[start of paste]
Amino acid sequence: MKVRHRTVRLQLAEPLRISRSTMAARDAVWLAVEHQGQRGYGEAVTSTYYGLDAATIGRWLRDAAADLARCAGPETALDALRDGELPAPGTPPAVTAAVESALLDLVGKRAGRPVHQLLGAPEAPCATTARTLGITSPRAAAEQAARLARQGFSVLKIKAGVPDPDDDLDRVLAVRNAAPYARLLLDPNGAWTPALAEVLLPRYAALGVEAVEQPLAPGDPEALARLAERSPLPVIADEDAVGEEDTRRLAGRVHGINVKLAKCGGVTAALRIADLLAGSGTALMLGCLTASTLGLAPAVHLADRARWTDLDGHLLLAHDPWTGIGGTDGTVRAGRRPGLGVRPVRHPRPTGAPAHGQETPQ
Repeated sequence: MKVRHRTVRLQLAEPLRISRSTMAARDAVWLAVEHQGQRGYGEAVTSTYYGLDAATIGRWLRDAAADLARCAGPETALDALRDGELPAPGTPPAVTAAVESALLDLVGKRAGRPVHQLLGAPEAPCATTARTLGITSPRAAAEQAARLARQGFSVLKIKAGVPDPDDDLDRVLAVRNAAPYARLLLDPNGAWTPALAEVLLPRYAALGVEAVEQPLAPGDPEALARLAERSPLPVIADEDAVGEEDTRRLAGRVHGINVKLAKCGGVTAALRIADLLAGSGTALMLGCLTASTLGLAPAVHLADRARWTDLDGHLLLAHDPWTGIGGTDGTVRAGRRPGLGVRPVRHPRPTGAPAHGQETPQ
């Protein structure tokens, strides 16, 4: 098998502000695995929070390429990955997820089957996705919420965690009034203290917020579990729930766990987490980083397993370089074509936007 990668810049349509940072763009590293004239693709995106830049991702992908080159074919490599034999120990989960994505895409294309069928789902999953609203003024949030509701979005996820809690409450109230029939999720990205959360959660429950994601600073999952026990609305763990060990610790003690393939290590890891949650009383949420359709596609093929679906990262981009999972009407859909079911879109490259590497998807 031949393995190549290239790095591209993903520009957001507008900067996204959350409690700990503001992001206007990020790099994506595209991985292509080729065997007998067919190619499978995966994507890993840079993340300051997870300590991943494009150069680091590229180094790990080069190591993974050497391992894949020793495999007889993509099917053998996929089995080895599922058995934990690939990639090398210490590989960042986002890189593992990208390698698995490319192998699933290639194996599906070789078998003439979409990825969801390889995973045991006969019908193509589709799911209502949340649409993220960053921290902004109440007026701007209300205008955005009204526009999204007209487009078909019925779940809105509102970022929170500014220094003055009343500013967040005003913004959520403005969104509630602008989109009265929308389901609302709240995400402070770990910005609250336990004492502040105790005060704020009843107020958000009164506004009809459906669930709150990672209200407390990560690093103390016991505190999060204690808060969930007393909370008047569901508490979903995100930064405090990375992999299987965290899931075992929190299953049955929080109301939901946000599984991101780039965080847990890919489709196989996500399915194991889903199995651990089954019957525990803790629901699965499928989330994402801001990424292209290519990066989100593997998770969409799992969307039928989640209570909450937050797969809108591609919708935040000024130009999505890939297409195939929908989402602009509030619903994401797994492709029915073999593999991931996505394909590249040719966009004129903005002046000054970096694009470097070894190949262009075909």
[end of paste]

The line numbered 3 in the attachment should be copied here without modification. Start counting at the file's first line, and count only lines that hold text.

């Protein structure tokens, strides 16, 4: 098998502000695995929070390429990955997820089957996705919420965690009034203290917020579990729930766990987490980083397993370089074509936007 990668810049349509940072763009590293004239693709995106830049991702992908080159074919490599034999120990989960994505895409294309069928789902999953609203003024949030509701979005996820809690409450109230029939999720990205959360959660429950994601600073999952026990609305763990060990610790003690393939290590890891949650009383949420359709596609093929679906990262981009999972009407859909079911879109490259590497998807 031949393995190549290239790095591209993903520009957001507008900067996204959350409690700990503001992001206007990020790099994506595209991985292509080729065997007998067919190619499978995966994507890993840079993340300051997870300590991943494009150069680091590229180094790990080069190591993974050497391992894949020793495999007889993509099917053998996929089995080895599922058995934990690939990639090398210490590989960042986002890189593992990208390698698995490319192998699933290639194996599906070789078998003439979409990825969801390889995973045991006969019908193509589709799911209502949340649409993220960053921290902004109440007026701007209300205008955005009204526009999204007209487009078909019925779940809105509102970022929170500014220094003055009343500013967040005003913004959520403005969104509630602008989109009265929308389901609302709240995400402070770990910005609250336990004492502040105790005060704020009843107020958000009164506004009809459906669930709150990672209200407390990560690093103390016991505190999060204690808060969930007393909370008047569901508490979903995100930064405090990375992999299987965290899931075992929190299953049955929080109301939901946000599984991101780039965080847990890919489709196989996500399915194991889903199995651990089954019957525990803790629901699965499928989330994402801001990424292209290519990066989100593997998770969409799992969307039928989640209570909450937050797969809108591609919708935040000024130009999505890939297409195939929908989402602009509030619903994401797994492709029915073999593999991931996505394909590249040719966009004129903005002046000054970096694009470097070894190949262009075909």